Well now, Christmas has been and gone, but for many of us, indulgence continues, as we strive to get through the last of the Christmas cake, biscuits and endless chocolate. Not to mention working our way through the freezer and all those little extras we might have bought ‘just in case’ that are still lurking at the back of the cupboard. It is almost a challenge to have to consume all that is left over, and by now most of us are sick of the sight of rich food and have made New year’s resolutions to cut down, get fit, loose weight and have a healthier lifestyle. Some have even combined this with being kinder to the planet and going vegan for January!
I am acutely aware that not everyone is able to share in such ongoing indulgence. Just before Christmas I was emotionally torn at seeing the Food Bank putting so many food hampers together to sustain local families over the Christmas period. Gladdened at people’s generosity and kindness but deeply troubled at the need for it in the first place! I am all too aware that there are people on our doorsteps who are hungry and struggling to feed their families and we must continue to support them and to address the root causes of such deprivation as MP’s call for a Minister of Hunger to be appointed.
There is such a deep irony, that, whilst some of us struggle to shed the extra pounds gained over Christmas, as the NHS seeks to combat long term obesity, as gyms see an increase in subscription for weight loss programmes, others loose weight perilously, effortlessly, inescapably! Both on our doorstep and on the other side of the world there are those who are desperately hungry, indeed there are many in the world many who face starvation! Here people have begun to stockpile tinned food in case of a no-deal Brexit, panicking that there won’t be enough of our favourite things lining the supermarket shelves, whilst in the Yemen the supermarket shelves have been empty for years, there is hardly any food getting through as the ports are blocked and mothers watch in desperation as their children weaken each day because there was nothing to eat yesterday, little or nothing today, and tomorrow is a whole world of uncertainty and fear.
Aid agencies like UNHCR, Save the Children and Mercy Corps report that the situation in Yemen is dire. Four years of brutal conflict has left millions of people without a home and on the brink of starvation. Some have resorted to eating leaves just to stay alive. Since March 2015, a Saudi and Emirati-led coalition has been fighting anti-government Ansar Allah forces, resulting in widespread destruction, bombing and gun battles. Children are paying the heaviest price. They are facing a deadly triple threat - bombs, disease and hunger - they are at risk of dying from entirely preventable causes - hunger, or treatable illnesses and diseases.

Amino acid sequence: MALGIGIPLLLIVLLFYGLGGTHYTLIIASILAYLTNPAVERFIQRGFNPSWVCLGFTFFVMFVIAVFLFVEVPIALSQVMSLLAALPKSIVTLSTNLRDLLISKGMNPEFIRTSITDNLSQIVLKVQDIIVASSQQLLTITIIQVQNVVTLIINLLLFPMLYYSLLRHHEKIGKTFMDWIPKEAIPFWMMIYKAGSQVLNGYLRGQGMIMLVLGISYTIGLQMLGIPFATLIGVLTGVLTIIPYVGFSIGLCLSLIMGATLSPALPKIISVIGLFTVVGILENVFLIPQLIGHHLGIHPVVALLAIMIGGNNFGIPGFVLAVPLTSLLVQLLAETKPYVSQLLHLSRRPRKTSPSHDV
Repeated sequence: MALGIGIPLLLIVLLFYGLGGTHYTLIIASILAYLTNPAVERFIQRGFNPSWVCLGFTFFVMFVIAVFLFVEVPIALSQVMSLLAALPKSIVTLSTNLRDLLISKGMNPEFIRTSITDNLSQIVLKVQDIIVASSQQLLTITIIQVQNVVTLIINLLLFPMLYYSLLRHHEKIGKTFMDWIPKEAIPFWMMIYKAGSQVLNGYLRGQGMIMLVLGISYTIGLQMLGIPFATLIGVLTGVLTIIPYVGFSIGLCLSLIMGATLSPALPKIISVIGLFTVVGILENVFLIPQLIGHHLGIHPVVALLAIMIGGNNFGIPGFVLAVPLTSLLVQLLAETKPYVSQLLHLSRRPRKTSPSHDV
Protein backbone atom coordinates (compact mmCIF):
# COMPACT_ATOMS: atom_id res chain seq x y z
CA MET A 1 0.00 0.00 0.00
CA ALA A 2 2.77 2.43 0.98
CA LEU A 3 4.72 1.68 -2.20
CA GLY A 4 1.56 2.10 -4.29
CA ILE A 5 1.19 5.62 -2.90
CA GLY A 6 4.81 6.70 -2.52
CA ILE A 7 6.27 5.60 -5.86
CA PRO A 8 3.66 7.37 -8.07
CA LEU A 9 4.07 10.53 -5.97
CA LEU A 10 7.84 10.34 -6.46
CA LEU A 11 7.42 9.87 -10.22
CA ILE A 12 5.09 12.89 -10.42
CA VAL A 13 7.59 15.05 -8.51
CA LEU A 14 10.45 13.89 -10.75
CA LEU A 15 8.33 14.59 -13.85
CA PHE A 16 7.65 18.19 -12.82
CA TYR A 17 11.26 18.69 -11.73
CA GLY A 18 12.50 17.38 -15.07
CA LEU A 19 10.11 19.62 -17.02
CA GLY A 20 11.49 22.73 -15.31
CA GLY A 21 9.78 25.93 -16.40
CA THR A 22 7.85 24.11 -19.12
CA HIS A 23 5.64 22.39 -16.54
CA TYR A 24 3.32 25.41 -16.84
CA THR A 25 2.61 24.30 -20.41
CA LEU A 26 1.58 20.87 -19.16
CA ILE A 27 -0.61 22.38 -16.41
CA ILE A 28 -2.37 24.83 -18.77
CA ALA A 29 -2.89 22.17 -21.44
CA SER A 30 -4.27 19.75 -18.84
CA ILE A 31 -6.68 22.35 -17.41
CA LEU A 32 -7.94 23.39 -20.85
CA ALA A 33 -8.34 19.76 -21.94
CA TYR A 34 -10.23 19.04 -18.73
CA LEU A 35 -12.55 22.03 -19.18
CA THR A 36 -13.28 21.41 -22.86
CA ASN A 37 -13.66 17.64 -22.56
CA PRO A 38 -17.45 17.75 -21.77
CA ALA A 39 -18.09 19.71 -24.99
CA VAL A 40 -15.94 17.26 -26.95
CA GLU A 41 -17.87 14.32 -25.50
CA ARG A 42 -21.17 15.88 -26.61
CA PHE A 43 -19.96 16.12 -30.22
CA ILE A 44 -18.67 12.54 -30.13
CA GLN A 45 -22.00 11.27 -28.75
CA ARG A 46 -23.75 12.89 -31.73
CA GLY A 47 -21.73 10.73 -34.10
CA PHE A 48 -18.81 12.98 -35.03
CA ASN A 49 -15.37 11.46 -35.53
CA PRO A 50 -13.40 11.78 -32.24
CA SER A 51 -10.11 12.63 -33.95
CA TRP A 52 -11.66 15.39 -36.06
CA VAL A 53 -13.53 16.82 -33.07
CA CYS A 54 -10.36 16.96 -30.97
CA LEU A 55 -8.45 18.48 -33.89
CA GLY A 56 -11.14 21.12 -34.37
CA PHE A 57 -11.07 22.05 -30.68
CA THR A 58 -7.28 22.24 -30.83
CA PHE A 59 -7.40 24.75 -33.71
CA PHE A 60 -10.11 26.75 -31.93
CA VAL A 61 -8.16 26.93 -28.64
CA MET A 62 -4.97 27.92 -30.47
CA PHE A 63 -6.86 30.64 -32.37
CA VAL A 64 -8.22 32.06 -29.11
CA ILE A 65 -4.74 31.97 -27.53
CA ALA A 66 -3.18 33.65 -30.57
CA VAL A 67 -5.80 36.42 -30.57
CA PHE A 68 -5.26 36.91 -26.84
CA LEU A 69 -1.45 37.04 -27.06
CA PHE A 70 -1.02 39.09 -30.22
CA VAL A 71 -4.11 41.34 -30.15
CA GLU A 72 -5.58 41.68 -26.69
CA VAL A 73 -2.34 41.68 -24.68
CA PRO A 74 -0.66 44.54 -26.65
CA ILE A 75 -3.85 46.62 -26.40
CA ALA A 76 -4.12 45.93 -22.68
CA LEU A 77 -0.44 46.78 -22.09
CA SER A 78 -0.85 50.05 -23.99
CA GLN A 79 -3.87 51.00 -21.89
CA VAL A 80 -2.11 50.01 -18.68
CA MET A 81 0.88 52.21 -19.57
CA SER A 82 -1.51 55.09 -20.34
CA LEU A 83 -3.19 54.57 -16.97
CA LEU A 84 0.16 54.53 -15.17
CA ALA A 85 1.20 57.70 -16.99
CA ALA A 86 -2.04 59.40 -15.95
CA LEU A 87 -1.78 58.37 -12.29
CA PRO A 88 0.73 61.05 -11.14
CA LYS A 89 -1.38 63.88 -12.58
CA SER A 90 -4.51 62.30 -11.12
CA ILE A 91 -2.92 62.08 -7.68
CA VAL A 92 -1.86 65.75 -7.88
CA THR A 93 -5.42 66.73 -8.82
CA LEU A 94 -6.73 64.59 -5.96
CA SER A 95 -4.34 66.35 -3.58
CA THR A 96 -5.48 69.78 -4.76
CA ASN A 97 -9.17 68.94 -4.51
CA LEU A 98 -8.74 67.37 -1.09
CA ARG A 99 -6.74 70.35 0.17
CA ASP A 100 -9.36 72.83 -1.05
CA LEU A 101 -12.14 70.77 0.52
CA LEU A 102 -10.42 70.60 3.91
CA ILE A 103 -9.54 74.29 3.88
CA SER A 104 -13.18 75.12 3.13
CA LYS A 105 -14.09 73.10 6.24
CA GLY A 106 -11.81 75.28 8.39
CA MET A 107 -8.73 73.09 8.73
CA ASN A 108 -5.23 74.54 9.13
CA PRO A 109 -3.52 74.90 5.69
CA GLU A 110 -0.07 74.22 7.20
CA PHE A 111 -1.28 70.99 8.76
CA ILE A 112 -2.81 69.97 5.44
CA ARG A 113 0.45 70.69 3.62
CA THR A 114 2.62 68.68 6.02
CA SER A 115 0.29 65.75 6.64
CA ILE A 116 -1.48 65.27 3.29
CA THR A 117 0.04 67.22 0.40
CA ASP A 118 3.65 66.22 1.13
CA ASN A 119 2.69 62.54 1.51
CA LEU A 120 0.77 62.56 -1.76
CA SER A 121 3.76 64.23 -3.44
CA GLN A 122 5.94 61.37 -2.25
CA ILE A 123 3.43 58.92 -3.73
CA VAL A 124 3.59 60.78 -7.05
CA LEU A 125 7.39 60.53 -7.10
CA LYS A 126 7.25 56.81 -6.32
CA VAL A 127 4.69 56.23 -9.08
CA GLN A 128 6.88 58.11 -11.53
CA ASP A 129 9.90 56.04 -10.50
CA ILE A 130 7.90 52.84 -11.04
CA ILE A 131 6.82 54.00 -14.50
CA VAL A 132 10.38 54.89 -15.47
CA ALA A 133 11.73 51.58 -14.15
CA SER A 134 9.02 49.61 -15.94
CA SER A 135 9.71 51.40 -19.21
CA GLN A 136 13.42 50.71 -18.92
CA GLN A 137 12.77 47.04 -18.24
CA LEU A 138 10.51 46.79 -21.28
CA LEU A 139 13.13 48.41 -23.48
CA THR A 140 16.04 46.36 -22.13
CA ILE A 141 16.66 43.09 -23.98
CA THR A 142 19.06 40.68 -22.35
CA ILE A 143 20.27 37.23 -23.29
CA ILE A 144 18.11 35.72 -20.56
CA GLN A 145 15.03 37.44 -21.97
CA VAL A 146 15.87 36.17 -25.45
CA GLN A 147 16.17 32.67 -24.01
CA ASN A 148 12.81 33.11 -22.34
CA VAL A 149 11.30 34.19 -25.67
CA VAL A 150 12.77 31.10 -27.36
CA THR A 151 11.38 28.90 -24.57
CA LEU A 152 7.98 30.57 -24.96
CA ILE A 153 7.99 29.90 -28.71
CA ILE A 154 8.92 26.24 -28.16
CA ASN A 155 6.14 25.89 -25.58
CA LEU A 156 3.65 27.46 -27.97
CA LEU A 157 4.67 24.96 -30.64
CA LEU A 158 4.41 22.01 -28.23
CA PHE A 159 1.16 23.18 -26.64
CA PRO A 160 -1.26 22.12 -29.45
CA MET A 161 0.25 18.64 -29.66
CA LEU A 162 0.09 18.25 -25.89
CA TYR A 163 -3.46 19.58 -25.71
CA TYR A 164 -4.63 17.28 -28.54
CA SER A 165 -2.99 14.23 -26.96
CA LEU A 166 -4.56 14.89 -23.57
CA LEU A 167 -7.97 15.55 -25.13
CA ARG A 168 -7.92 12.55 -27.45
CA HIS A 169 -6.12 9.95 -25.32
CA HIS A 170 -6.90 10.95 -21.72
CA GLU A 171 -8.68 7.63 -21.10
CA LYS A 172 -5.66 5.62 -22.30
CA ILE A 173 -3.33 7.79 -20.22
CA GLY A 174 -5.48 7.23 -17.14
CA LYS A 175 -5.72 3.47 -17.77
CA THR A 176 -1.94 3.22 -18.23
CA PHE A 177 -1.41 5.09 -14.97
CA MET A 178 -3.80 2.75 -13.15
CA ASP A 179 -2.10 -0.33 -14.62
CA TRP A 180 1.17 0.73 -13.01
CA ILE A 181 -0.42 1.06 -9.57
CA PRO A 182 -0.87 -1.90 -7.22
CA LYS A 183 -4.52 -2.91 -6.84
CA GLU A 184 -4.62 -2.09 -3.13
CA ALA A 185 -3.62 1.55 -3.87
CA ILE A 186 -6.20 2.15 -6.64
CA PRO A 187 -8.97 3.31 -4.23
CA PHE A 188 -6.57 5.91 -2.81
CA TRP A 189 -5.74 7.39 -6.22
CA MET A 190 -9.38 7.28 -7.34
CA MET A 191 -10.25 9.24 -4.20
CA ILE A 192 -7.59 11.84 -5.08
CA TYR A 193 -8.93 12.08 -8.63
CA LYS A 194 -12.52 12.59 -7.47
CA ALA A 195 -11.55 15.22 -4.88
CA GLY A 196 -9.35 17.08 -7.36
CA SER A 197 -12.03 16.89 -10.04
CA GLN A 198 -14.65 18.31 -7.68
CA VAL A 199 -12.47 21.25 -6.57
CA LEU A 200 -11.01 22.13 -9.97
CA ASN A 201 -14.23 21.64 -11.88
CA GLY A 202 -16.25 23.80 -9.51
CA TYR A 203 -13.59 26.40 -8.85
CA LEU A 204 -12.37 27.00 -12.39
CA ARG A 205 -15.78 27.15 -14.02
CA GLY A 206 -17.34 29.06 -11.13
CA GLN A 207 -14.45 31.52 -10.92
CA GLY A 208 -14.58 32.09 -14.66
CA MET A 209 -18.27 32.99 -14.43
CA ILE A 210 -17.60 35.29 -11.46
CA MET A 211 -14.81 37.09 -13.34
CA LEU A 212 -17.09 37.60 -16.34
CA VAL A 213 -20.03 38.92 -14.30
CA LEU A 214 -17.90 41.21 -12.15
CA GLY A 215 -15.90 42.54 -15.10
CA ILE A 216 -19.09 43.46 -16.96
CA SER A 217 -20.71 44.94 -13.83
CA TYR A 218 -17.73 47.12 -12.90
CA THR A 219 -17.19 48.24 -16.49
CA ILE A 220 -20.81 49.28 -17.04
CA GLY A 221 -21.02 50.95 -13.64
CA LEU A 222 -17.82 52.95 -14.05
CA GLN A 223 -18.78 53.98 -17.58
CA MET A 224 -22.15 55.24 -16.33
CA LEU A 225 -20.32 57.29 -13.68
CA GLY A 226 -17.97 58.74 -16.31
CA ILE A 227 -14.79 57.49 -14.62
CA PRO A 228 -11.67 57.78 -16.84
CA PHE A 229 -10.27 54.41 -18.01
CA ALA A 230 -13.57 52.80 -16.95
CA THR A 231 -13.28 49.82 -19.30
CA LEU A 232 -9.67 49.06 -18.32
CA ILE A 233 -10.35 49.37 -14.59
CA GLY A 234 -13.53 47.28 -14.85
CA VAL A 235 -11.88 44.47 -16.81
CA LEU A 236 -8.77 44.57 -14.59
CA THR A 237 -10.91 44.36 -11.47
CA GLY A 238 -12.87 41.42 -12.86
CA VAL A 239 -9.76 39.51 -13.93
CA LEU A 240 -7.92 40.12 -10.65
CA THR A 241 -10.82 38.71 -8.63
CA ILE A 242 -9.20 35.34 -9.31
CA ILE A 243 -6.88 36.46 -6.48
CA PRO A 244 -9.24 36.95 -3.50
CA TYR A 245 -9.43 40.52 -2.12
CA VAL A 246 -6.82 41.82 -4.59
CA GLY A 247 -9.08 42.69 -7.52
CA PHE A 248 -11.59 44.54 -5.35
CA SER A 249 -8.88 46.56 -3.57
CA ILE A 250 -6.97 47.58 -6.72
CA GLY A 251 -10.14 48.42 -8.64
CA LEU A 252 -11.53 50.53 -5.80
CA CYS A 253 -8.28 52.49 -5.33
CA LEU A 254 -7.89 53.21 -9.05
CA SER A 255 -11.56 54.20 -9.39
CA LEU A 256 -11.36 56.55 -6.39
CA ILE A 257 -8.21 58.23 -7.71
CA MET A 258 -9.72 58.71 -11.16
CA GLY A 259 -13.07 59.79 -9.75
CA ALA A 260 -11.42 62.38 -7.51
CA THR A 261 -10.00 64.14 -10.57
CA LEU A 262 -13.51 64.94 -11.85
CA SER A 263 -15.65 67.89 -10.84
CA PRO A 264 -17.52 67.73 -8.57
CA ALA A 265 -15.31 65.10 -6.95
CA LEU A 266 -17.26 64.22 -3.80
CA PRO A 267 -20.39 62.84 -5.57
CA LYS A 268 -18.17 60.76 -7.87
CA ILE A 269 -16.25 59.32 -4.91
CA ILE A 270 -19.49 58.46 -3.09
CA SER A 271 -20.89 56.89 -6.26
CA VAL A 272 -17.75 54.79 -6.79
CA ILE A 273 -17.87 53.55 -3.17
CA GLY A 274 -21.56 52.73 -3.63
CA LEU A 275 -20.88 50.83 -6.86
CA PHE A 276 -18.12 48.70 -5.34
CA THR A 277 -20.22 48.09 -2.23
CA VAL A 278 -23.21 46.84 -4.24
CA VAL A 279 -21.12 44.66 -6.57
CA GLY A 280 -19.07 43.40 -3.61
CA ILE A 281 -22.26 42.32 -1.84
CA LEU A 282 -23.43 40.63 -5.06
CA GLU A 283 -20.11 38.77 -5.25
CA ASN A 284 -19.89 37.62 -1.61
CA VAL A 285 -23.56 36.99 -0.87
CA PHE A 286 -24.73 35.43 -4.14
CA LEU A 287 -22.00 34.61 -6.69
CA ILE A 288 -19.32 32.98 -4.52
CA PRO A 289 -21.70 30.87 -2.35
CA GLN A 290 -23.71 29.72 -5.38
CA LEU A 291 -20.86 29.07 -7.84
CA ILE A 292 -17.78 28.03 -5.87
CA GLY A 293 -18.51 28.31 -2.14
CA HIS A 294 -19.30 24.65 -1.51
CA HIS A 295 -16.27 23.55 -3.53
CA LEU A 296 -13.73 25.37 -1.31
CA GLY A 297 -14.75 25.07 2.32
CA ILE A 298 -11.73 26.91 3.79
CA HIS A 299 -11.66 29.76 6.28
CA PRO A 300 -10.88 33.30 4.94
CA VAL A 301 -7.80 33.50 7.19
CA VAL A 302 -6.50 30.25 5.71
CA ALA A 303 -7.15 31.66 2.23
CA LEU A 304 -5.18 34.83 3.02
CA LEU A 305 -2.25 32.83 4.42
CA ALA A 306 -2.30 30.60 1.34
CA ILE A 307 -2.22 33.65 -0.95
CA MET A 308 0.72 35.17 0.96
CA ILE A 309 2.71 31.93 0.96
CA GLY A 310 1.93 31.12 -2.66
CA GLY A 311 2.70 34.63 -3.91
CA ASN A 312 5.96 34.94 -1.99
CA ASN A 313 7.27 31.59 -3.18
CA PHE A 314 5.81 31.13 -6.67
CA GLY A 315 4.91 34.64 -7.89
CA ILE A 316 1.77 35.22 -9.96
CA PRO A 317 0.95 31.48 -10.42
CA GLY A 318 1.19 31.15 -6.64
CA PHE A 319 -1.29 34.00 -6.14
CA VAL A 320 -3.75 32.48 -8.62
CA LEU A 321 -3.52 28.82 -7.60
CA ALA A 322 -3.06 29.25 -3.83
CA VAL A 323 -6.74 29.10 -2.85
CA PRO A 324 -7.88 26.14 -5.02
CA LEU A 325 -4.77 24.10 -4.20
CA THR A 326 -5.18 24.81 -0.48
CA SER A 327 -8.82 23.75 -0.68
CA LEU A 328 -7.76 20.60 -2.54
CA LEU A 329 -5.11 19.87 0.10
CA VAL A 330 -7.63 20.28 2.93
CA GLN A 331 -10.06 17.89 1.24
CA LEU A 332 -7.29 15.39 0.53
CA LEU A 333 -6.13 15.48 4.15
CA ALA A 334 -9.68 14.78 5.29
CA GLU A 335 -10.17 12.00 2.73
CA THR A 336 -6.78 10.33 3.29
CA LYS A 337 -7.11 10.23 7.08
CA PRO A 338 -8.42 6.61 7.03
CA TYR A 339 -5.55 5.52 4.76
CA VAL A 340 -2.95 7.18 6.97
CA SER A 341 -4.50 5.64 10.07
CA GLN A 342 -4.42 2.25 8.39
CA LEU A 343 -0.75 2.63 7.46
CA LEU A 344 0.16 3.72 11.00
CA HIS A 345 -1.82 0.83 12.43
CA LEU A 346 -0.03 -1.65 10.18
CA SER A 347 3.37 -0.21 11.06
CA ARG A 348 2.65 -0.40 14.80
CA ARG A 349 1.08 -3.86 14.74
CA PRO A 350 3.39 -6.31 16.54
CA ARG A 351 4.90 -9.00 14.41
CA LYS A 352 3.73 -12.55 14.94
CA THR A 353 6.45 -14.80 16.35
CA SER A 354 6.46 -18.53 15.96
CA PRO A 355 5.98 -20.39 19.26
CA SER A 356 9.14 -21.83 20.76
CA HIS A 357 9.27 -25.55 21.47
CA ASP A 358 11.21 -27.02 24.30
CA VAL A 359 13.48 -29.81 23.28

With fighting escalating in the port city of Hodeidah - the country's main gateway for food, fuel and humanitarian supplies, little is getting through with Aid Agencies struggling with all the complexities of bringing humanitarian aid in by land. Economic collapse has left many families unable to afford food and water. And millions of children don't know when or if their next meal will come. Yemen is on the brink of the worst famine in 100 years. The UN warned last month that up to 14m Yemenis are on the brink of famine.
Save the Children estimates that 85,000 children under the age of five may have died from acute malnutrition in three years of war in Yemen. The number is equivalent to the entire under-five population in the UK's second largest city of Birmingham,
With a fragile truce in place and peace talks that began in Sweden at the close of 2018, there may be a glimmer of hope of better things to come for the Yemen, but resources are desperately needed on the ground now.
So, perhaps when we reach for that last chocolate bar or box of biscuits, we might also reach for our purse and donate to the aid agencies working in the Yemen, knowing that if we all did so, we could make a difference. We might also reach for our bibles and remember what St. Paul commended us to do -
‘When God’s people are in need, be ready to help them. Always be eager to
practice hospitality.’ ( Romans 12: 13)
And the writer to the Hebrews: -
‘and don’t forget to do good and to share with those in need. These are the sacrifices that please God.’ ( Hebrews 13:16)
And in doing so we may just find that we are blessed with far greater riches -
‘The generous will themselves be blessed, for they share their food with the poor’. (Proverbs 22:90
And we can all lift our hearts and voices to God in prayer, for prayer never goes unheard or unanswered.
Peace and blessings
A collection of thoughts and reflections from the people of All Saints.